Wood, Peter H. Black Majority. New York: W.W. Norton & Company, 1975.

Other Materials

Transcription of the 1740 Slave Codes (one different paragraph for each group of two students.)

Blank sentence strips

Lesson Plans

Prior to this lesson, students were taught about the Middle Passage and the Trans Atlantic Slave Trade.

1. Teacher should place students in Groups of 2 (3 if needed).Teacher will ask students to recall different non-violent ways enslaved Africans protested slavery. (breaking tools, letting animals out, burning barns, damaging crops, running away, etc.) 3-5 minutes.

2. Teacher will tell students that there were also rebellions of a violent nature. Teacher will tell the story of the Stono Rebellion (based on historical notes from above) and why it is hard to find out many things about it. Teacher will tell the students about Gov. Bull’s eyewitness account and subsequent letter. 5 minutes

3. Teacher will put up copy of Gov. Bull’s handwritten letter on the overhead/projector/Smartboard.

4. Teacher will read parts of the transcribed letter to the students, detailing the accounts of the rebellion and immediate dealings with the rebelling slaves. 10 minutes

5. Teacher will tell students that several months later new Slave Codes were put into effect to stop any thought of rebellion and to create harsher punishment for any slave trying to revolt. Teacher will put up excepts of original hand written slave codes on television monitor (if needed, use overhead). 5 minutes

6. Teacher will tell students that several months later new Slave Codes were put into effect to stop any thought of rebellion and to create harsher punishment for any slave trying to revolt. Teacher will put up excepts of original hand written slave codes on television monitor (if needed, use overhead). 5 minutes

Teacher Reflections

I really enjoyed teaching this lesson.  I realized that the students have never seen an actual slave auction.  Several students asked was it “real.” The facts that these auctions took place right here in Charleston was fascinating to the students. The students were able to make the connection once they watched Roots and were able to see an actual auction take place. Students discussed how important it was and is to hold on to one’s African Heritage. Students will view their names in a whole new light. I told the students about how some African Americans who want to reconnect with their African roots will participate in naming ceremonies. Some African Americans have also changed their names in order to identify with their African heritage. The name project was fun for the students. It resonated the importance of their names on a personal level.  Students, all of whom are African American, understood how important their names are.  The students were also able to see how the meaning of their names reflects certain personality traits.  Students enjoyed presenting their name projects in front of the class. Students seemed real proud to have a name that was uniquely theirs. When students expressed to the rest of the class what their names meant to them smiles shone on the faces of the students in the audience.  Students were also able to see the importance of selecting your name because historically, African Americans and Africans were given names by the slave master. Students thought about the scene in Roots were Kunta and Belle got married and had a daughter. Naming her after a relative in Africa gave them a sense of pride. They named her Kizzy. Kizzy was taught how special her name was and she let others know that her name had roots in Africa. I enjoyed the research for this lesson.  I really feel that it was a “hit” because the students were able to see streets in the city of Charleston that they have traveled unbeknownst to them that these may have been places where their ancestors may have been bought and sold.  I will be teaching this lesson this spring to the Second Semester African American studies class.  I feel that I will be more knowledgeable about the subject as a result of the research I conducted. John Christiansen was very helpful in assisting with tweaking the lesson. I was able to find all of the sources that he suggested that I take a look at. I went to the Charleston County Public Library and found all of the books I needed. His thoughts and suggestions were very helpful to me.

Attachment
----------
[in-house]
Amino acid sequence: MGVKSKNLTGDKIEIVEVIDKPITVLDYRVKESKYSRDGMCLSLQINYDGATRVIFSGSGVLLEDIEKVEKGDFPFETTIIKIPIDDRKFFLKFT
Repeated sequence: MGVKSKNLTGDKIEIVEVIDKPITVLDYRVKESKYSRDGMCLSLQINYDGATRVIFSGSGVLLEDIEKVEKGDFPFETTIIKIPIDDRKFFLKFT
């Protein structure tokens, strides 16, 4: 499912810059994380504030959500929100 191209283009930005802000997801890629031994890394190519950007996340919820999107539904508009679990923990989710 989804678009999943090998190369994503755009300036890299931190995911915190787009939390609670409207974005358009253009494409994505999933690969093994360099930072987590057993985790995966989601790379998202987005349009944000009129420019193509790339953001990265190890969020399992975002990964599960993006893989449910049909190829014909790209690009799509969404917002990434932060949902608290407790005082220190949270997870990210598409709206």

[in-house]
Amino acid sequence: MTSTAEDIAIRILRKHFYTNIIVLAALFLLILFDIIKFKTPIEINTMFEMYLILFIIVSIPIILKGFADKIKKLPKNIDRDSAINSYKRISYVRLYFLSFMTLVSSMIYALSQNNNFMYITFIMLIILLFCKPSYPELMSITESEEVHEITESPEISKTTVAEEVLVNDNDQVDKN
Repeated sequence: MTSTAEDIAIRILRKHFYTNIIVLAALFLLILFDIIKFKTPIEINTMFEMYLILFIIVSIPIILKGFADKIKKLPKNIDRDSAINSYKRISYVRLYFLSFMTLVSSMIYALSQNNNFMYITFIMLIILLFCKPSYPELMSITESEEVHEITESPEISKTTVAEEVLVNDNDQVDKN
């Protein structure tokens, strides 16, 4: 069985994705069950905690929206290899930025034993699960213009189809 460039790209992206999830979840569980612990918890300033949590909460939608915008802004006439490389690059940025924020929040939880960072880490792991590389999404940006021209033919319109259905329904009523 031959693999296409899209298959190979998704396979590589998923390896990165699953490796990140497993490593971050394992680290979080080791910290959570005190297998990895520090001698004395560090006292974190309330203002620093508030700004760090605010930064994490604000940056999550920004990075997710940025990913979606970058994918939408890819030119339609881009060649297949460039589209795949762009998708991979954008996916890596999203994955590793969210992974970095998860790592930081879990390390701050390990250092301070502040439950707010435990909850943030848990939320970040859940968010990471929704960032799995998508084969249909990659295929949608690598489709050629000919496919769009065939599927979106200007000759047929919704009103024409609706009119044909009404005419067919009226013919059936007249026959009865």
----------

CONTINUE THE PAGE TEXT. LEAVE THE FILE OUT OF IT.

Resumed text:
Student Assessment

Each group of two students were able to find one of the ways in which laws changed for enslaved Africans after the Stone Rebellion by being able to read and interpret the meaning of the law and rewrite the law in their own words.

Examples of Students Work

No student examples available for this lesson plan.

Credit

Lisa Bevans
Drayton Hall Elementary